Famous Quotes & Sayings

Alan Ryan Quotes & Sayings

Enjoy the top 14 famous quotes, sayings and quotations by Alan Ryan.

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Alan Ryan Quotes 1752450

The revolutionaries failed to institute the novel forms of social and political organization they hankered after; Workers would not accept a ten-day week, or state-appointed priests, or rectangular departements, or the cult of the Supreme Being. — Alan Ryan

Alan Ryan Quotes 257780

This is a book about texts as well as their authors, it is not a textbook so much as a context book and a pretext book, concerned with settings and motives as well as the works themselves. Its success will be measured by the readers who pick up Plato's Republic, Hobbes's Leviathan, Hegel's Phenomenology of Spirit, and find themselves engrossed rather than baffled - and even when they are baffled, are happy to go on reading, interrogating, and arguing with their authors for themselves. — Alan Ryan

Alan Ryan Quotes 669282

We do not go to work only to earn an income, but to find meaning in our lives. What we do is a large part of what we are — Alan Ryan

Alan Ryan Quotes 1653211

The revolt in Asia Minor was snugged out in 494, and the Athenians realized that they had acquired a dangerous enemy. Darius I's first attempt at invasion in 492 was abortive: a huge storm wrecked his fleet. In 491 the Persians demanded 'earth and water'
signs of submission
from the Aegean islands and mainland cities. Many submitted. Athens and Sparta not only stood firm but murdered the Persian ambassadors. The Athenians put them on trial and killed both the ambassadors and their translator for offenses against the Greek language; the Spartans simply thew them down a well. — Alan Ryan

Alan Ryan Quotes 1578383

Modern liberalism has many roots. One of the most important is the ideas of a man described by an American critic as 'his satanic free-trade majesty John Stuart Mill' and revered by others. — Alan Ryan

Alan Ryan Quotes 97397

A colleague once described political theorists as people who were obsessed with two dozen books; after half a century of grappling with Mill's essay On Liberty, or Hobbes's Leviathan, I have sometimes thought two dozen might be a little on the high side. — Alan Ryan

Alan Ryan Quotes 99391

Philosophy is the art of seeing through appearances to discern the hidden reality. — Alan Ryan

Alan Ryan Quotes 197058

Richard A. Posner is an extraordinary person. If he did not exist, it would be hard to believe that he could. ( ... ) He writes with a flair that puts most journalists to shame and a depth of knowledge that puts most professors to shame. — Alan Ryan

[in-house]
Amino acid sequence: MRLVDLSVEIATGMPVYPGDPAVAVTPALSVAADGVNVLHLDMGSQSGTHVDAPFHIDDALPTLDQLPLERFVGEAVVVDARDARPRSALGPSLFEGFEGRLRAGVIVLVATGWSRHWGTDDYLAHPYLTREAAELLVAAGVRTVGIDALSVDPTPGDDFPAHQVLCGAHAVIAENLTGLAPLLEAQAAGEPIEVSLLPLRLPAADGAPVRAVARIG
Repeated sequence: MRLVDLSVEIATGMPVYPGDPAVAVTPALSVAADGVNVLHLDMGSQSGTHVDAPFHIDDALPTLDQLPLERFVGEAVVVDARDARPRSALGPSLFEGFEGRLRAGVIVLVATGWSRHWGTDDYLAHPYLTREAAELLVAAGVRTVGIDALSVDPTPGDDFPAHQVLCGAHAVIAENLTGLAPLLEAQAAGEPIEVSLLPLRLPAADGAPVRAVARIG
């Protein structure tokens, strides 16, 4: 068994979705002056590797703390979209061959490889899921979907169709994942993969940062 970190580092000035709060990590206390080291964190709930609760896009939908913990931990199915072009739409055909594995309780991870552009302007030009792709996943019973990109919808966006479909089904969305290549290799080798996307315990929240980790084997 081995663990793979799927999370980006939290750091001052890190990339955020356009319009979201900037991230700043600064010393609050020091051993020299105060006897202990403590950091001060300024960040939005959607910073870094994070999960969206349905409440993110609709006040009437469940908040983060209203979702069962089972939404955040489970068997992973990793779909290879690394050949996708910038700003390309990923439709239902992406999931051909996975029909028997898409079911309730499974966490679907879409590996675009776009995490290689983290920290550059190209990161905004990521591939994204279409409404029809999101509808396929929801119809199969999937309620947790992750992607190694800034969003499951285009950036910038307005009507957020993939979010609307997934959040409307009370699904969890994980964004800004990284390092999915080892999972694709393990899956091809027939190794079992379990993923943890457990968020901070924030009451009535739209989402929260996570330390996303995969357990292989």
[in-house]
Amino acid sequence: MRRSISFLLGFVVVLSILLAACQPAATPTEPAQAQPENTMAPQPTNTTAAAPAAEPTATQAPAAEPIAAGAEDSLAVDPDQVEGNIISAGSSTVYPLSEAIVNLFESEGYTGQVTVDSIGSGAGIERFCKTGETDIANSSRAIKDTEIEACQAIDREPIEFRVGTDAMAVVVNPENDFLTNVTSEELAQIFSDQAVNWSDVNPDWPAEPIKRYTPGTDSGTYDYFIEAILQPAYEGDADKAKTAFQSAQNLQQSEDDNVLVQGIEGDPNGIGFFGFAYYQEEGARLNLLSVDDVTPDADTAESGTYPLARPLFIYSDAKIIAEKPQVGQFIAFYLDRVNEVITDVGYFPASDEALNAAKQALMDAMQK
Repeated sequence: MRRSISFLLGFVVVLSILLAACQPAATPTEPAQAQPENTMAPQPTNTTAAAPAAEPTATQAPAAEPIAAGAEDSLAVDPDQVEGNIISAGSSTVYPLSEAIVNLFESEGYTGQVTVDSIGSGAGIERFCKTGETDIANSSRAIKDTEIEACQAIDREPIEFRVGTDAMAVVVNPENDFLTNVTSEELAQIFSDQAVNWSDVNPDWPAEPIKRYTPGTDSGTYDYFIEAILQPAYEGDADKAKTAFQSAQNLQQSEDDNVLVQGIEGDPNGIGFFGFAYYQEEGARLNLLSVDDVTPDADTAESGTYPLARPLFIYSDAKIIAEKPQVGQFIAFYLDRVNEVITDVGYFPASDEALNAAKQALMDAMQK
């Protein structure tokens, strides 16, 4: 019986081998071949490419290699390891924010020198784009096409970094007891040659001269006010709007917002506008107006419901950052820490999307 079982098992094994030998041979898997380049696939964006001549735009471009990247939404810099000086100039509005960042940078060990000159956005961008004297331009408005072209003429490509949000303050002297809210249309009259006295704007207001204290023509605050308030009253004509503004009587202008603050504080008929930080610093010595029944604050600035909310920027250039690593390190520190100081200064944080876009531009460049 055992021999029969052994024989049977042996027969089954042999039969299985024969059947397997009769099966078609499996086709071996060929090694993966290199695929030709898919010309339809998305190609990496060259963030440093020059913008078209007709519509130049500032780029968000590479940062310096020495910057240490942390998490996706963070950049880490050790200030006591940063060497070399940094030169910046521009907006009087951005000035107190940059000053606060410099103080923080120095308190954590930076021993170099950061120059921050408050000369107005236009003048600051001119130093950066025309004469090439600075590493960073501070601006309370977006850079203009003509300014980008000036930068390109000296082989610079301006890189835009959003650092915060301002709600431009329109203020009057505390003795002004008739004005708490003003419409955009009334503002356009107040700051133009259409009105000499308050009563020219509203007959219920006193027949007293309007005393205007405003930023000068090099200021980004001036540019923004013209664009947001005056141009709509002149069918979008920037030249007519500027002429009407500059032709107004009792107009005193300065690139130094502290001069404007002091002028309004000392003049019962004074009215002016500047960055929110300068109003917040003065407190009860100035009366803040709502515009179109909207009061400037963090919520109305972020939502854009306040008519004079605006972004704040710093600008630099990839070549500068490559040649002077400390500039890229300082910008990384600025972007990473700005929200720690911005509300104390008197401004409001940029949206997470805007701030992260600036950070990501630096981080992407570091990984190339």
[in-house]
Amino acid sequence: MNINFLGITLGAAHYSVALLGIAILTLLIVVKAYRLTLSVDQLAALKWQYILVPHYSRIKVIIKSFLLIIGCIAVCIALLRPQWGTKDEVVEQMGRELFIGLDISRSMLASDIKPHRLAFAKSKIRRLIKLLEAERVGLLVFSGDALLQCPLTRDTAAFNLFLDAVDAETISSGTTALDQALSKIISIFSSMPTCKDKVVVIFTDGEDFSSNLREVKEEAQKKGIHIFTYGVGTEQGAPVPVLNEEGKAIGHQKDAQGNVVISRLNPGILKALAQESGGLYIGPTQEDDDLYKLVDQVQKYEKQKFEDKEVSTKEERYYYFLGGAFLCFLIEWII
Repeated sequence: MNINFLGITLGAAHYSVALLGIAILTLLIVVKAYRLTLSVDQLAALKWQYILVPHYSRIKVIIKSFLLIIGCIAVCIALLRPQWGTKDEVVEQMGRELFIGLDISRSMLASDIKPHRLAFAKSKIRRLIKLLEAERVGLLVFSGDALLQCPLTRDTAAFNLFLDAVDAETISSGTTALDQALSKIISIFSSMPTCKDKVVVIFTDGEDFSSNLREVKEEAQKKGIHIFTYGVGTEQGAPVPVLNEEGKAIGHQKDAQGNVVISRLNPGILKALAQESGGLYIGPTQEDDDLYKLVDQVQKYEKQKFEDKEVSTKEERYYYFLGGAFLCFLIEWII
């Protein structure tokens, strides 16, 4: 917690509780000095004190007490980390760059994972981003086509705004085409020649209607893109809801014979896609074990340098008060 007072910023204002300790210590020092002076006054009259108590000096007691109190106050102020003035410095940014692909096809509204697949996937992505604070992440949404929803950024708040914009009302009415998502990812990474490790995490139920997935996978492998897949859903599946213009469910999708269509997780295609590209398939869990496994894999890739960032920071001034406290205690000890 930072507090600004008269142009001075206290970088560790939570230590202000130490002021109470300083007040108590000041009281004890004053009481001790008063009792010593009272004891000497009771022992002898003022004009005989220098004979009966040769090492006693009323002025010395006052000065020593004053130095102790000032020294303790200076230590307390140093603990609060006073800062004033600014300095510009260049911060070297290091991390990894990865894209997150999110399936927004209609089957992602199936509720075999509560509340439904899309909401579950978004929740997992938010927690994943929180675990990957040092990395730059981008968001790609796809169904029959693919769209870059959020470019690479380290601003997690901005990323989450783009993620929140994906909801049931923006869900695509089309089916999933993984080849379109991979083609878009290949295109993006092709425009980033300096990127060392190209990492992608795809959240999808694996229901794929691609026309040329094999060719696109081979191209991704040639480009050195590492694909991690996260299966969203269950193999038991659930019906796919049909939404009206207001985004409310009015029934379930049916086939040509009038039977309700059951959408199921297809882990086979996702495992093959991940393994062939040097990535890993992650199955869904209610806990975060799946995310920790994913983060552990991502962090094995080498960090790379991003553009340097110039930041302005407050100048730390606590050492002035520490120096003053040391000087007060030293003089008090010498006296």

Alan Ryan Quotes 853523

Extreme poverty would be hard to bear, but a miserable person is miserable however rich. A good character is our most important possession, rich or poor. — Alan Ryan

Alan Ryan Quotes 1082400

America posed a deeply interesting question to any Frenchmen with a political curiosity to ask it. How had Americans launched a revolution that aimed at establishing a free, stable, and constitutional government and made a success of it, while the French had in forty-one years lurched from absolute monarchy to constitutional monarchy, to the declaration of the republic, to mob rule, the Terror, the mass murder, and thence to a conservative republic, Napoleonic autocracy, the Bourbon restoration, further revolution, and the installation of an Orleanist constitutional monarchy? — Alan Ryan

Alan Ryan Quotes 1260316

It is never right to injure anyone. It can never be right to make someone worse than he is. — Alan Ryan

Alan Ryan Quotes 1400721

Justice is the most "political" or institutional of the virtues. The legitimacy of a state rests upon its claim to do justice. — Alan Ryan

Alan Ryan Quotes 1453322

There were two views of how a polis was formed. The first was military: a scattered group of people came to live in one city behind a set of protective walls. The other was political: a group of people agreed to live under one authority, with or whithout the protection of a walled city. Synoikismos, or 'Living together', embraces both. Any political entity implies a population that recognizes a common authority, but the first 'city-states' were not always based on a city. Sparta makes the point. We think of Sparta as a city, but the Spartans were proud of the fact that they lived in villages without protective walls: their army was their wall and 'every man a brick. — Alan Ryan

Alan Ryan Quotes 1800249

In many cities, tyrants were able to seize power by offering to protect the poorer citizens against the rich or vice versa. "Tyrant" is a word with an unlovely ring to it, but did not inevitably imply that a ruler was brutal or self-seeking, only that he had acquired power unconstitutionally, and governed as a sole ruler. — Alan Ryan